UN praises China, US for ‘highly significant’ announcement on emissions cuts

12 November 2014

The new measures announced by the Governments of China and the United States in addressing their greenhouse gas emissions over the coming decades is a positive step towards achieving a more comprehensive accord at a global climate conference to be held in Paris next year, top United Nations officials have confirmed.

Secretary-General Ban Ki-moon commended the “significant and timely announcement” – pronounced by US President Barack Obama and Chinese President Xi Jinping on the tail-end of a high-level meeting in Beijing – and thanked the two leaders for their “personal commitment to work together to remove any impediments to reaching an agreement in Paris.”

“China and the United States have demonstrated the leadership that the world expects of them,” said Mr. Ban, in a statement attributable to his spokesperson.

“This leadership demonstrated by the Governments of the world’s two largest economies will give the international community an unprecedented chance to succeed at reaching a meaningful, universal agreement in 2015.”

In their announcement, the Presidents of the world’s two largest economies and the biggest greenhouse gas emitters declared they would aim for a considerable reduction in their emissions within a post-2020 framework.

The US, for instance, said it would reduce its emissions by a range of between 26 per cent and 28 per cent by 2025 from its 2005 levels in order to achieve what it described as economy-wide reductions on the order of 80 per cent by 2050. For its part, China announced it would peak carbon dioxide emissions by 2030—with the intention to try and peak early—including through a far greater role for renewable energies and big improvements in areas like energy efficiency.

The joint statement comes in the wake of the European Union’s announcement to cut emissions by at least 40 per cent by 2030 which it made last month.

The world’s efforts to clamp down on climate change will converge on Paris at the end of 2015 as Member States gather at the 21st annual session of the UN Climate Change Conference with the ultimate goal being the formulation of a legally binding and universal agreement on climate change, in line with the second implementation phase of the landmark Kyoto Protocol.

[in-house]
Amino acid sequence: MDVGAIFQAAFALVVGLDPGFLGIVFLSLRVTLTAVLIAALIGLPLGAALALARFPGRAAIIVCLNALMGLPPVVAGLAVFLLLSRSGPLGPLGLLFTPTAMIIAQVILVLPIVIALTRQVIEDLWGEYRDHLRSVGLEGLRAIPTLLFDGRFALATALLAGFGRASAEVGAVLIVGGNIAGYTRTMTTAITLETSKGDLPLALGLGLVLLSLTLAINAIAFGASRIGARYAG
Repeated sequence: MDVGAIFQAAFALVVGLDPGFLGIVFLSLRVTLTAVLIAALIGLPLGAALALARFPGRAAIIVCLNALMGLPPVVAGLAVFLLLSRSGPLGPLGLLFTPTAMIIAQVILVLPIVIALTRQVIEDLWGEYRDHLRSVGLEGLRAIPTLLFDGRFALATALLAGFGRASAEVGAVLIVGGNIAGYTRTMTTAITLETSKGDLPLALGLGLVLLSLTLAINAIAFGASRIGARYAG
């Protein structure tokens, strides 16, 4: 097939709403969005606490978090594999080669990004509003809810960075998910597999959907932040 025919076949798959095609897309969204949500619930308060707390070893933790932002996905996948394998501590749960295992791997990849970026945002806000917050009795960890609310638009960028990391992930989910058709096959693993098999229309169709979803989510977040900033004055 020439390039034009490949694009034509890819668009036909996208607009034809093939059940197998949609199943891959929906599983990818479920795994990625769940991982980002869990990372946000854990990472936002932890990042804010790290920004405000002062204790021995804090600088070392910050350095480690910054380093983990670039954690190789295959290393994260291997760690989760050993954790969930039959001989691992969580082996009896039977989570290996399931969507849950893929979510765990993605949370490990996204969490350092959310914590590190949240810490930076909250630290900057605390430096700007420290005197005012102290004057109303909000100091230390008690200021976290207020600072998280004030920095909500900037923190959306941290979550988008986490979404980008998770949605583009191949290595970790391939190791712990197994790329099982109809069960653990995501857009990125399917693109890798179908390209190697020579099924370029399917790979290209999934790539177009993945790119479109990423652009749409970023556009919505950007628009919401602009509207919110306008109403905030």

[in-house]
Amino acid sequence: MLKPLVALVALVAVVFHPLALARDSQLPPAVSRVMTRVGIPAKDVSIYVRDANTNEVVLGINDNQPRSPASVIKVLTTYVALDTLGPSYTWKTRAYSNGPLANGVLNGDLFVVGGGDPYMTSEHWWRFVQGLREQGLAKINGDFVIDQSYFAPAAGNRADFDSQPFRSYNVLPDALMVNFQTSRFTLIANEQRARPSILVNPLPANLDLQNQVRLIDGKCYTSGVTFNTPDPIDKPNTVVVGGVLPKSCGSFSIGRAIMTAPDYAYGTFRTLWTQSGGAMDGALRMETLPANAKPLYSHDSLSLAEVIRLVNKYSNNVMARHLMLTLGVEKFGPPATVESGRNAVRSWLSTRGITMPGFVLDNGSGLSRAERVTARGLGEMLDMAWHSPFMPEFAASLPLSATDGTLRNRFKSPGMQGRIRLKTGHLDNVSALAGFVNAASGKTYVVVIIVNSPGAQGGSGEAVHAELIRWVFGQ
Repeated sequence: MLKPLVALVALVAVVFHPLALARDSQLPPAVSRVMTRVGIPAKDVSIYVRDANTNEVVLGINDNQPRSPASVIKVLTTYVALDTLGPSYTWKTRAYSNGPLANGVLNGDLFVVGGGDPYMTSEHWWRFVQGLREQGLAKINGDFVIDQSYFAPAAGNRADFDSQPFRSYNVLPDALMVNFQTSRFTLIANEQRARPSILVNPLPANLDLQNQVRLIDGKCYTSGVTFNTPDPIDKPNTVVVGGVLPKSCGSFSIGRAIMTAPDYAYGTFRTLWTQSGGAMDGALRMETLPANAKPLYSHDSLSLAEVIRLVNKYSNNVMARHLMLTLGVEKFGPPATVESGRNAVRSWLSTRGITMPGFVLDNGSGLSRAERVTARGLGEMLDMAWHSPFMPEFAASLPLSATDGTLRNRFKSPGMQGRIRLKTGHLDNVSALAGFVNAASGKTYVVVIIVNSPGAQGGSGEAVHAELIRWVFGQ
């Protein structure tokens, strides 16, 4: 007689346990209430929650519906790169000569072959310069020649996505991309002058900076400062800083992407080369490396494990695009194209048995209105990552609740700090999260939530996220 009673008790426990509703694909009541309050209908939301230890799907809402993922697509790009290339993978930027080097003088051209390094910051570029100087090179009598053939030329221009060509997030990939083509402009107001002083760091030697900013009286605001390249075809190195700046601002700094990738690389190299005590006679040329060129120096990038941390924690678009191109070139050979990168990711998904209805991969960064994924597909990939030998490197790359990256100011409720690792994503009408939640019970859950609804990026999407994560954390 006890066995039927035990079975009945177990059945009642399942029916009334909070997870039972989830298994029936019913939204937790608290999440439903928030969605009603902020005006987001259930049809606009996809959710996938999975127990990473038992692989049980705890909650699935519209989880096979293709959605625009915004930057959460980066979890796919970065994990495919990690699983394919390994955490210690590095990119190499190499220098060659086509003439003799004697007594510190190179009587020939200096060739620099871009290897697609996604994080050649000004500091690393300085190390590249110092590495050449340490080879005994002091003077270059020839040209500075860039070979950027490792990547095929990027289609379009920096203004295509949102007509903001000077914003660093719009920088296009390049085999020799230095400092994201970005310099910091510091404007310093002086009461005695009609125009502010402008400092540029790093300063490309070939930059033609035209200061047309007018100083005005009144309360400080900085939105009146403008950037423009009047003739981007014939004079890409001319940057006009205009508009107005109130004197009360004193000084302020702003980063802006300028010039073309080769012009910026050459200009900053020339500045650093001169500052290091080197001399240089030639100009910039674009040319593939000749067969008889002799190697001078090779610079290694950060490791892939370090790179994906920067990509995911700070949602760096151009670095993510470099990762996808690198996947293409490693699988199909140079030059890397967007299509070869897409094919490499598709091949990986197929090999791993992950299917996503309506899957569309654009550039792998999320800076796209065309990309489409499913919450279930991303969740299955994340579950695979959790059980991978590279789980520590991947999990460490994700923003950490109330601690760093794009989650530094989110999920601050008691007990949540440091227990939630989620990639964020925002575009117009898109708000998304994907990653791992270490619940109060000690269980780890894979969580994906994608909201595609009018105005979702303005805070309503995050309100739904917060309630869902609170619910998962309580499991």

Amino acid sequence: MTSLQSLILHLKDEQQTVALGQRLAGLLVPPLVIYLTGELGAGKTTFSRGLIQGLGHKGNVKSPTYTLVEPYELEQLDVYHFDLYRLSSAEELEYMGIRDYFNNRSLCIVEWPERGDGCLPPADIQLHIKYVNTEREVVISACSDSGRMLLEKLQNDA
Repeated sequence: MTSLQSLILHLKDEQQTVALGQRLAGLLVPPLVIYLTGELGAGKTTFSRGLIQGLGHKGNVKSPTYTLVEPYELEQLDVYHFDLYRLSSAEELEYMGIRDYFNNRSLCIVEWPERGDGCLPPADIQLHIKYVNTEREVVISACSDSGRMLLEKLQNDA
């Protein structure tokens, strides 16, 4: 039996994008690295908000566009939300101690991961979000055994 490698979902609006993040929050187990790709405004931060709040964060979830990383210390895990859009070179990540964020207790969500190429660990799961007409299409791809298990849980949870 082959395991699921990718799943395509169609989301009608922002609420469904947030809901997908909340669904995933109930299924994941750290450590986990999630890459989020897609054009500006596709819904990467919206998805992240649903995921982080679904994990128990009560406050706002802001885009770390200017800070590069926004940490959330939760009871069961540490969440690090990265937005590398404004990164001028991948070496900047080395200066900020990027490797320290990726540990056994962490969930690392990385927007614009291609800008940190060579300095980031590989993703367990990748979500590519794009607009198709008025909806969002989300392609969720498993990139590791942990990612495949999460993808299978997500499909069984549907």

With the “positive commitments” made by Government, business, finance, and civil society leaders at the Climate Summit at UN Headquarters in September, followed by the “ambitious decision” taken by European Union leaders on their post-2020 emission reduction target in October, Mr. Ban voiced hope that “the highly significant” joint announcement by China and the United States would lay “a strong foundation” and build momentum towards a meaningful climate agreement in 2015.

As a result, his statement concluded, the Secretary-General urged “all countries, especially all major economies, to follow China and the United States’ lead and announce ambitious post-2020 targets as soon as possible, but no later than the first quarter of 2015.”

The dangers posed by climate change have been characterized as being increasingly imminent by a number of UN agencies and officials. In its recent Fifth Assessment Report, the Intergovernmental Panel on Climate Change (IPCC), in fact, confirmed that climate change is being registered around the world and warming of the climate system is unequivocal. Since the 1950s many of the observed changes are unprecedented over decades to millennia.

Greeting the announcement by China and the US in a separate statement, Christiana Figueres, Executive Director of the UN Framework Convention on Climate Change (UNFCCC), suggested that both leaders had cleared “important pathways towards a better and more secure future for human-kind.”

“This joint announcement provides both practical and political momentum towards a new, universal climate agreement in Paris in late 2015 that is meaningful, forward-looking and recognizes that combating climate change is not a five or ten year plan—but is a long term commitment to keep a global temperature rise under 2 degrees throughout this century,” Ms. Figueres declared.

“This positive momentum opens the door for all major economies and in particular all other industrialized nations to bring forward their contributions to the Paris agreement in a timely fashion over the coming months. Investors have long called for policy certainty,” she continued.

“Today’s announcement is a firm and positive step towards that as we look towards Paris 2015.”

Parties to the UNFCCC will next meet in Lima, Peru in a few weeks’ time to advance a draft universal agreement with the aim of adopting it at the 21st Conference of the Parties taking place in Paris, France at the end of next year.


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